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· every package of ‘non-vegetarain’ food shall carry a symbol of a brown colour-filled circle inside a square with brown outline, having sides double the diameter of the circle.

· In case any article of food contains only egg as non-vegetarian ingredient, the manufacturer or packer or seller may declare it in addition to the said symbol.

· Every package of vegetarian food shall bear a symbol which consists of a green colour-filled circle, having a diameter not less than the minimum size specified, inside the square with green outline having size double the diameter of the circle.

The symbol also needs to be displayed in a prominent place on the package.

5. Hallmark

India holds the distinction of being the second biggest market for gold in the world. Given this, it is imperative to have standardisation in place to ascertain the quality of the gold. The BIS Hallmark is a marking system that certifies the purity of precious metals like gold and silver jewellery in India. The voluntary mark was introduced for gold in the year 2000, and in 2005, silver jewellery was added to it.

6. FSSAI Certification

This is a voluntary certification for food products manufacturers and outlets like restaurants and home-delivered food producers (like pizza joints). The standard comes with a 14-digit unique license number specific to the food producer. The certification means that the food is hygienic and meets the norms set under the Food Safety Standards (FSS) Act, 2006.

7. BEE Star Rating

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If you have purchased a refrigerator or an air conditioner, then you must have seen the stars that the product carries.

The BEE star rating is for high-energy consumption home appliances (usually white goods like refrigerators and air-conditioners). Issued by the Bureau of Energy Efficiency, it indicates the energy efficiency of the product and its power-saving potential. Higher the rating; higher the efficiency, and lower energy consumption.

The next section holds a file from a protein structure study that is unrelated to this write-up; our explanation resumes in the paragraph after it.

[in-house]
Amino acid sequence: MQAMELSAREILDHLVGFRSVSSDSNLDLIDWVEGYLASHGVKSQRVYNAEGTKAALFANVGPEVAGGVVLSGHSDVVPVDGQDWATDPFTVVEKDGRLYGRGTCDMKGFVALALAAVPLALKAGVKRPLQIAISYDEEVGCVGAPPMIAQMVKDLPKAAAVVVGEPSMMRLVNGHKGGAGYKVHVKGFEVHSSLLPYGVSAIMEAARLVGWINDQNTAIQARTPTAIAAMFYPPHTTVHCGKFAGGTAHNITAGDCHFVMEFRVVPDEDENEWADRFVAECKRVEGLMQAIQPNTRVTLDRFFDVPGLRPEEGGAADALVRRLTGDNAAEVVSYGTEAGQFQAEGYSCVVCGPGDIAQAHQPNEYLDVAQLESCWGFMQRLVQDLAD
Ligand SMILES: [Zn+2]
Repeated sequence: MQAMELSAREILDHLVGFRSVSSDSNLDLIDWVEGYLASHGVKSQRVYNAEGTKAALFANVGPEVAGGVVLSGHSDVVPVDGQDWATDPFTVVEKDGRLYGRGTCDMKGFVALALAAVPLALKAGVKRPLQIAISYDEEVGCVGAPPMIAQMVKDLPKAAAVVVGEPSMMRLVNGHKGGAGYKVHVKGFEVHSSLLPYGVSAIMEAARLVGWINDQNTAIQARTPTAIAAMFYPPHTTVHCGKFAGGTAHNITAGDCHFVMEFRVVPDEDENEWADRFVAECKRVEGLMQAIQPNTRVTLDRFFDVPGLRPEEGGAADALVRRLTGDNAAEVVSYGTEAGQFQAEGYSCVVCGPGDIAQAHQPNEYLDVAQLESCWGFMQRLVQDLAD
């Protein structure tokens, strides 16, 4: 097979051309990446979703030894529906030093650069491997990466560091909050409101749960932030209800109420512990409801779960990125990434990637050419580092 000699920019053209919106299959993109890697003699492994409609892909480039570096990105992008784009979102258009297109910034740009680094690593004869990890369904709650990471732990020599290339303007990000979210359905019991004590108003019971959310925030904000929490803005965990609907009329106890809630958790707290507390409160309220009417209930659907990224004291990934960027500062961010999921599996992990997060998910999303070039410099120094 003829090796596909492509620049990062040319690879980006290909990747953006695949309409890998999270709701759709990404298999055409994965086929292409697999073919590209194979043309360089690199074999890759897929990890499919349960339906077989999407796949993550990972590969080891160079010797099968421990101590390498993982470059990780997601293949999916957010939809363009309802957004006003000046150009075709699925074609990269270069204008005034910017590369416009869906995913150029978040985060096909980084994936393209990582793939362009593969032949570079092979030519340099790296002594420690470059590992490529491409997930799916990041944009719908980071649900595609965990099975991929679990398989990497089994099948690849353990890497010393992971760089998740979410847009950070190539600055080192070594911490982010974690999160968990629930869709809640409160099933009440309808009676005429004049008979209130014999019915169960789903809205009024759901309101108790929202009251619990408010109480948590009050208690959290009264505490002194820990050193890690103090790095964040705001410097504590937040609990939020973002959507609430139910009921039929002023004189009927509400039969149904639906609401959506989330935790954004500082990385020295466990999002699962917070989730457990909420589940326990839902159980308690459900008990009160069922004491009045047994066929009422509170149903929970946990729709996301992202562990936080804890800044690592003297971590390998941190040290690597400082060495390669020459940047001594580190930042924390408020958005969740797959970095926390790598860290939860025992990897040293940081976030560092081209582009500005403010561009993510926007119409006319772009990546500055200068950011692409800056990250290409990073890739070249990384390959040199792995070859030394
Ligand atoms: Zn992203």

Mandatory appliances that require this certification include – air conditioners, colour television, refrigerator, electric geysers, LED lamps. Those products for which this certification is voluntary include – ceiling fans, washing machines, DG sets, LPG stoves etc.

8. Textile marks

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The markers one can see on clothes and apparel are:
· Handloom Mark signifying genuine handloom products (issued by Government of India)
· Silk Mark providing assurance for pure silk (issued by the Central Silk Board)
· Woolmark indicating purity of woolen garments (issued by the Woolmark Organization—an Australian NGO).

9. India Organic Certification

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With “organic” fast becoming the “Word of the Decade”, it was important to bring in a certification for authentic organic products.

The India Organic Certification is a label given to organic products after validation, which ensures that the product or raw materials used in the product were grown through organic farming – without any chemical fertilisers,  pesticides, or induced hormones.

A trademark – ‘India Organic’ is granted on the basis of compliance with the National Standards for Organic Production (NSOP).

10. Ecomark

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This marking scheme was introduced in the year 1991. It is given to those products that conform to a set of standards aimed at the least impact on the ecosystem. While this is not a mandatory quality mark, it serves as an advisory to consumers. Products that fall under this are soaps and detergents, batteries, leather, drugs, wood substitutes etc.

Next time you step out, do look for these marks.

While the endeavour is to cover all standards, any misses are inadvertent and reader feedback is invited.

(Edited By Saiqua Sultan)